Hey! Black History Month 2019 begins today. I’m always excited for this month to roll around. In 16 years of teaching in inner-city schools, I have served students of predominantly (recent) African Descent. (I modify that locution with recent because as it turns out, we all–humans, I mean–started out in Africa. As the late, great Richard Pryor put it, “So Black people we the first people had thought. Right? We were the first to say, ‘Where the f**k am I? And how do you get to Detroit?’”)
Because I have, from childhood, been enamored of syncretic African cultural forms in this country–particularly jazz–the history of Black people in the United States has always been a deep interest of mine. As a matter of fact, I consider the seven years I lived in Harlem a post-graduate exercise. I really was thrilled to read about the locations of famous nightclubs, or the addresses of famous Harlem residents (Billie Holiday’s first apartment was on was on 138th Street, just off Lenox Avenue; A’Lelia Walker’s Dark Tower was on 136th Street in Sugar Hill–I could go on at length starting with 555 Edgecombe Avenue or The Dunbar Apartments–there are just so many of these august addresses in Harlem) and then stroll by to look at them.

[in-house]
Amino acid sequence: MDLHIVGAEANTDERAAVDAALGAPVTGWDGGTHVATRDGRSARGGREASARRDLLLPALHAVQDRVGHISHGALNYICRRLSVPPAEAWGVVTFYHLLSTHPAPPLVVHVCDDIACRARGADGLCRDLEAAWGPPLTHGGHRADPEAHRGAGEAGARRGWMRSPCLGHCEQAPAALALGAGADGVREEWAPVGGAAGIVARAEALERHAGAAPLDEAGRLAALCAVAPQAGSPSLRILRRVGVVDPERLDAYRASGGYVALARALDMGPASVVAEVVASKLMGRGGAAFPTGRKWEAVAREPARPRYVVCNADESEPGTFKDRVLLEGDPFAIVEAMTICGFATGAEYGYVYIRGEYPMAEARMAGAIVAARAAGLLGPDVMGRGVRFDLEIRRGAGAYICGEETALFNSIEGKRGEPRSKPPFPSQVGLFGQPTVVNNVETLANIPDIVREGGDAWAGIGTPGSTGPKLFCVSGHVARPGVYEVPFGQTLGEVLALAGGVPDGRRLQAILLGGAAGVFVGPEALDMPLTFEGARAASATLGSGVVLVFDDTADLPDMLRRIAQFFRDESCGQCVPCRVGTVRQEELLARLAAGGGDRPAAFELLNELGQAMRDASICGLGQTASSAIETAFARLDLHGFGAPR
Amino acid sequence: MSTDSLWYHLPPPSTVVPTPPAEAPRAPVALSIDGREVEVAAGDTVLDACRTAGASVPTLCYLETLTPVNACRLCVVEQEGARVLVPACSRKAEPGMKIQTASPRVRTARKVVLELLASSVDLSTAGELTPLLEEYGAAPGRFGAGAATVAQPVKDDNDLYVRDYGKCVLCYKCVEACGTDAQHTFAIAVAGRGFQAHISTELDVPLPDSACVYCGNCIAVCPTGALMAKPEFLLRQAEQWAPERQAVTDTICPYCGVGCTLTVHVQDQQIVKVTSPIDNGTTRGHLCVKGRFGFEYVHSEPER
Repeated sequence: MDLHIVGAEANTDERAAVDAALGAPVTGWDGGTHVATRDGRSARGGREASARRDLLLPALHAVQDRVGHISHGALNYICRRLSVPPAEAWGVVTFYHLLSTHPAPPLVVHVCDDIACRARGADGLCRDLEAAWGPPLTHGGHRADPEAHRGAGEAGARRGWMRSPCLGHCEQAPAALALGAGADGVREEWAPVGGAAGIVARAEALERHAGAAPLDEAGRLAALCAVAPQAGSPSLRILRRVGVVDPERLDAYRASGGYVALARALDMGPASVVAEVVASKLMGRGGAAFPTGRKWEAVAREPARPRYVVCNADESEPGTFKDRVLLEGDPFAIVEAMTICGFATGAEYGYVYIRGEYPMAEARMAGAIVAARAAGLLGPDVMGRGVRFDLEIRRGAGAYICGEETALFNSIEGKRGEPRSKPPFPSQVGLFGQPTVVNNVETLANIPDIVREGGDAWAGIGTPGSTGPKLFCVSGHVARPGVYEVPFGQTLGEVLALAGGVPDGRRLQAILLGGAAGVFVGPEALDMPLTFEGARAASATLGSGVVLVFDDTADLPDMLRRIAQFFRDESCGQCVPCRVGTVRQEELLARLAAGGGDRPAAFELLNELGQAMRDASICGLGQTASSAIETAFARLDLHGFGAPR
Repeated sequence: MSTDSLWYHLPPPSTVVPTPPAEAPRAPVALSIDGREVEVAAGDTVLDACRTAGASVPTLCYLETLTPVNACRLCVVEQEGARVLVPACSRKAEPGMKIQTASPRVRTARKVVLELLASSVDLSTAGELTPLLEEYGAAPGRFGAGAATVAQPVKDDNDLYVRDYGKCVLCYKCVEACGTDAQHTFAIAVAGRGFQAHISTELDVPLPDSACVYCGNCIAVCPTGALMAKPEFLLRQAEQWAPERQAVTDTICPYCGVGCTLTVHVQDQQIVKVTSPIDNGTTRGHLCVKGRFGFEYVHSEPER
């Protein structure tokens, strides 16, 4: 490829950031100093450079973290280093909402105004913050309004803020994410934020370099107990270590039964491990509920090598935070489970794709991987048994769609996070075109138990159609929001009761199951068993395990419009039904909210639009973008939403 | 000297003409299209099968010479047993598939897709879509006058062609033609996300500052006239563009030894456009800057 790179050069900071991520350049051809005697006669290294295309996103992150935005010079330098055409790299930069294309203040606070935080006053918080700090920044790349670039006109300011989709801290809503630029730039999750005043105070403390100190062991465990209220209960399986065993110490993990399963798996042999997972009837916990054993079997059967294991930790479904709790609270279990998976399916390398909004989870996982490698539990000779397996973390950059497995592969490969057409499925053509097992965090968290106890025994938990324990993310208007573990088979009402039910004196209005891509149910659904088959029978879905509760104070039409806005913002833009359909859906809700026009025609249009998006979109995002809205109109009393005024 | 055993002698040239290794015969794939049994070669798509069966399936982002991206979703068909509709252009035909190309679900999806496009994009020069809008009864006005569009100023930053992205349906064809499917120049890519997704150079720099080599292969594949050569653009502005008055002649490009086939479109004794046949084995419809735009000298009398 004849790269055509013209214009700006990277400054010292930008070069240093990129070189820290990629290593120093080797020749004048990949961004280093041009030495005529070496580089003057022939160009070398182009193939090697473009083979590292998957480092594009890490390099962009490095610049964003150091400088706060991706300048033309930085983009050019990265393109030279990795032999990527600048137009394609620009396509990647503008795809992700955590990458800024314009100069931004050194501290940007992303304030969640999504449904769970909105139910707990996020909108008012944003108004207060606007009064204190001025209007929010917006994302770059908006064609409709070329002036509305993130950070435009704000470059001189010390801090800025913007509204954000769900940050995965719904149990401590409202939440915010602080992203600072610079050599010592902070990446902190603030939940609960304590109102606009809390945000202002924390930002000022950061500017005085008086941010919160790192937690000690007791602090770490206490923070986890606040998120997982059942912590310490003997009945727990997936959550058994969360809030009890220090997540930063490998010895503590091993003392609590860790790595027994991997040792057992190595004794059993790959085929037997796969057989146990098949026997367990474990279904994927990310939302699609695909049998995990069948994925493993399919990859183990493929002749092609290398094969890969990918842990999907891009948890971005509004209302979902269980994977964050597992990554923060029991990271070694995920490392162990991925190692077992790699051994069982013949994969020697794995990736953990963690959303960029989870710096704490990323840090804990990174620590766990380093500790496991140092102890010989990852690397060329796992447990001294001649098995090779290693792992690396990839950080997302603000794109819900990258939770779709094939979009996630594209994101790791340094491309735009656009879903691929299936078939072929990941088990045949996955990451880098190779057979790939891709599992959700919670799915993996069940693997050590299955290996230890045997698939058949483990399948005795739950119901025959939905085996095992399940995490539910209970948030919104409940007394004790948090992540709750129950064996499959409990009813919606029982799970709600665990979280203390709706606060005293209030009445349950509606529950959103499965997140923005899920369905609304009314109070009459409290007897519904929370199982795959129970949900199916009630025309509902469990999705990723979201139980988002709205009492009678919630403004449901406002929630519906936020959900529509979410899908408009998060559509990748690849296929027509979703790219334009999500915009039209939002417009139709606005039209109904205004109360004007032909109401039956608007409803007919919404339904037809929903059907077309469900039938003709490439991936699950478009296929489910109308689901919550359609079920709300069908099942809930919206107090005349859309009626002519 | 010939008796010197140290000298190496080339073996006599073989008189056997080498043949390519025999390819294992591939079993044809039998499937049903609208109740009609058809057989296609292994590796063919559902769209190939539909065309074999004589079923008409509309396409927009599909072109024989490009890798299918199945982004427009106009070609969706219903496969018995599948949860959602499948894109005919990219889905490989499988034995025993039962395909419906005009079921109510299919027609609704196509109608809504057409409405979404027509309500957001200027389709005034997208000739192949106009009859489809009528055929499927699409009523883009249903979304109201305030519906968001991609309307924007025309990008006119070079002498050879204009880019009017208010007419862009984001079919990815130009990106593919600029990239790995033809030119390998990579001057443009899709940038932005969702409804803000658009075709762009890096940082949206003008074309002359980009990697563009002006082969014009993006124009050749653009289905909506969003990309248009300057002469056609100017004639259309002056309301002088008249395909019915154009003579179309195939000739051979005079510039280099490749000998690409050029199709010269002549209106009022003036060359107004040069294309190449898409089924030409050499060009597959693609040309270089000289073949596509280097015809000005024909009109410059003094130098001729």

Because David Blight, a historian at Yale, has recently published a new biography of him (you can read Ta-nehisi Coates’ review here), let’s start the month with this short reading on Frederick Douglass and its vocabulary building and comprehension worksheet.
If you find typos in these documents, I would appreciate a notification. And, as always, if you find this material useful in your practice, I would be grateful to hear what you think of it. I seek your peer review.